Tuesday, July 23, 2024
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Two nights under purple lights

A look back at the DalFest weekend

Hey Rosetta! takes the stage at this year's Dal Fest (Photo by Amin Helal)
Hey Rosetta! takes the stage at this year’s Dal Fest (Photo by Amin Helal)

A friend told me that to write about a show or festival isn’t about explaining the show to those who weren’t there, but about instilling nostalgia for those who were. And there’s a lot to be nostalgic about.

The two nights of DalFest held some captivating performances, and the openness of the festival meant that students from all over were coming together to spill beer on one another, lie in the grass with one another and shake and twist with one another.

The weekend felt almost reflective of an out-of-control party: Shad pulls the first night’s crowd together with a high-energy and high-volume hip-hop set. The bass-end vibrates the port-o-potties. He rips into an a capella verse and returns to the wild crowd for an encore. The party continues.

It all seems to build and build, and after his set, the crowd disperses into small streamlets; the quad is teeming with students, each bound for a different party.

With Saturday comes the hangover. The messy breakfast and half-awake conversation. Swapping stories of the night past, eager for the next round to begin, but with a little more trepidation than the previous night.

The mania has subsided; the party is starting to wind down. Alvvays takes the stage to a noticeably thinner crowd, but those that are there are singing along every word. Preparing for their song Marry Me, Archie, the band’s leading vocalist Molly Rankin says Archie is in the crowd.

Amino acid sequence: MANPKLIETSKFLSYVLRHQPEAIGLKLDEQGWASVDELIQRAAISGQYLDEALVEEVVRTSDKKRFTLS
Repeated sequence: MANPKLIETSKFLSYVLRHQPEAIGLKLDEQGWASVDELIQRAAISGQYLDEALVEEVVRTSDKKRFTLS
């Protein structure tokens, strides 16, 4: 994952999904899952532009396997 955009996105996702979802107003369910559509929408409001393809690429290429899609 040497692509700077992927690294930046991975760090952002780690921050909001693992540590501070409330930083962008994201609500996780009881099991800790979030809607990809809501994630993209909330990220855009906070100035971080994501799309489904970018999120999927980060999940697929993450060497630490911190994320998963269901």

When Hey Rosetta! starts up, the crowd sways in unison. The mood is different than the previous night; whereas Shad had been the initial madness of a big party, Hey Rosetta! was more akin to the end of the night: when all the booze is gone and all that’s left is the final cling to the fading night. They cap their performance with a confetti cannon that showers on the crowd below.

By Sunday, the stage is dismantled and the Quad is cleaned. Classes are soon to resume and the Tim’s line grows. All that’s really left is the nostalgia for the craziness of the weekend.

Mat Wilush
Mat Wilush
Mat Wilush once went to see Agent Orange on the outskirts of Toronto, where the beer was salty and drunken teenagers took turns sitting in a prop electric chair. The music had aged poorly. A mohawk’d middle-ager danced through the first couple songs, but quickly tired out. There just isn’t much room for surf rock in the world anymore. What next? Mat Wilush wants to know. Mat is the Gazette's Arts Editor. Follow him on Twitter at @wilushwho and email him at arts@dalgazette.com.

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